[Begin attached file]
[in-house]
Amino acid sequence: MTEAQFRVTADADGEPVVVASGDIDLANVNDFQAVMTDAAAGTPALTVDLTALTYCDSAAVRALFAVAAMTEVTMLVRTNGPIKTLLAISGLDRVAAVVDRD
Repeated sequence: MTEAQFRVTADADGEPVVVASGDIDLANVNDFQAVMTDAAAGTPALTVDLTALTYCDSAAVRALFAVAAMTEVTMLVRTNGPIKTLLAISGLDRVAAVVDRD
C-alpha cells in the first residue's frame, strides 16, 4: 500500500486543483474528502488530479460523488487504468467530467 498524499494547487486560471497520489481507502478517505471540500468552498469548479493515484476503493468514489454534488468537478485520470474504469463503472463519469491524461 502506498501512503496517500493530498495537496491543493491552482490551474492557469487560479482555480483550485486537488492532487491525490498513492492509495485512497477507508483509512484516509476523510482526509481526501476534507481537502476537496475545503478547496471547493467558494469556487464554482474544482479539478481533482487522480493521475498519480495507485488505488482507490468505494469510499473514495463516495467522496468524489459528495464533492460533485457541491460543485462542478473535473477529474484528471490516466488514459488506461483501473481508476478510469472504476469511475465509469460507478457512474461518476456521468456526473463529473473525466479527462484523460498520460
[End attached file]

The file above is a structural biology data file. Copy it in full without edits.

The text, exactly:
[in-house]
Amino acid sequence: MTEAQFRVTADADGEPVVVASGDIDLANVNDFQAVMTDAAAGTPALTVDLTALTYCDSAAVRALFAVAAMTEVTMLVRTNGPIKTLLAISGLDRVAAVVDRD
Repeated sequence: MTEAQFRVTADADGEPVVVASGDIDLANVNDFQAVMTDAAAGTPALTVDLTALTYCDSAAVRALFAVAAMTEVTMLVRTNGPIKTLLAISGLDRVAAVVDRD
C-alpha cells in the first residue's frame, strides 16, 4: 500500500486543483474528502488530479460523488487504468467530467 498524499494547487486560471497520489481507502478517505471540500468552498469548479493515484476503493468514489454534488468537478485520470474504469463503472463519469491524461 502506498501512503496517500493530498495537496491543493491552482490551474492557469487560479482555480483550485486537488492532487491525490498513492492509495485512497477507508483509512484516509476523510482526509481526501476534507481537502476537496475545503478547496471547493467558494469556487464554482474544482479539478481533482487522480493521475498519480495507485488505488482507490468505494469510499473514495463516495467522496468524489459528495464533492460533485457541491460543485462542478473535473477529474484528471490516466488514459488506461483501473481508476478510469472504476469511475465509469460507478457512474461518476456521468456526473463529473473525466479527462484523460498520460